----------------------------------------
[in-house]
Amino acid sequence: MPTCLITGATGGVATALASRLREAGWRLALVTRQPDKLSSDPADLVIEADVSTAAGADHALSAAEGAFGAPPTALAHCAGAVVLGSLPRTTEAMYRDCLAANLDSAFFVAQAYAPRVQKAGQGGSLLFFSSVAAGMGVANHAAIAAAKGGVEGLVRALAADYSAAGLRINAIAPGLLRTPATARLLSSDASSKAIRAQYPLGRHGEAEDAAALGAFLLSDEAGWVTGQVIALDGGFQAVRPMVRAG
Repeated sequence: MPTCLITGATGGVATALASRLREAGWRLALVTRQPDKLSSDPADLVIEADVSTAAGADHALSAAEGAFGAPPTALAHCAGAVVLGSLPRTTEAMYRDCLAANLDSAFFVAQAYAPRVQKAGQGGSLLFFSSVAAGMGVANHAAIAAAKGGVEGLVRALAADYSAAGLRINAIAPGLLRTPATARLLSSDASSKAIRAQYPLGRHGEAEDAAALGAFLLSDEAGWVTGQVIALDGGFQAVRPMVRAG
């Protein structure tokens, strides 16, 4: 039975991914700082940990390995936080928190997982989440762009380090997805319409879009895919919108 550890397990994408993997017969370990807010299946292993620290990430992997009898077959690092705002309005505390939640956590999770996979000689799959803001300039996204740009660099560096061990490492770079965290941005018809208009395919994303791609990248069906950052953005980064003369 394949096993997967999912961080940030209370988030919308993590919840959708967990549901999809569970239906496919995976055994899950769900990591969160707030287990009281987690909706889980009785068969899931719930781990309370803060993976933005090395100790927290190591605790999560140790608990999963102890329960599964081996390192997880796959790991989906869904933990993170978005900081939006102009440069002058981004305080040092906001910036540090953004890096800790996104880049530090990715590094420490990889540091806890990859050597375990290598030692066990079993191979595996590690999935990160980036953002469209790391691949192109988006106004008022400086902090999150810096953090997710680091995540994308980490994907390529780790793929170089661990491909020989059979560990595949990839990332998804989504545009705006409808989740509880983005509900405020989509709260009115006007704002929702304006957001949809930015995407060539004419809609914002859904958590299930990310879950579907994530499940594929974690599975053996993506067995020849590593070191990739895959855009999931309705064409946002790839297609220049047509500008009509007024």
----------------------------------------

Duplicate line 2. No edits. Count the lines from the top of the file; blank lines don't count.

Amino acid sequence: MPTCLITGATGGVATALASRLREAGWRLALVTRQPDKLSSDPADLVIEADVSTAAGADHALSAAEGAFGAPPTALAHCAGAVVLGSLPRTTEAMYRDCLAANLDSAFFVAQAYAPRVQKAGQGGSLLFFSSVAAGMGVANHAAIAAAKGGVEGLVRALAADYSAAGLRINAIAPGLLRTPATARLLSSDASSKAIRAQYPLGRHGEAEDAAALGAFLLSDEAGWVTGQVIALDGGFQAVRPMVRAG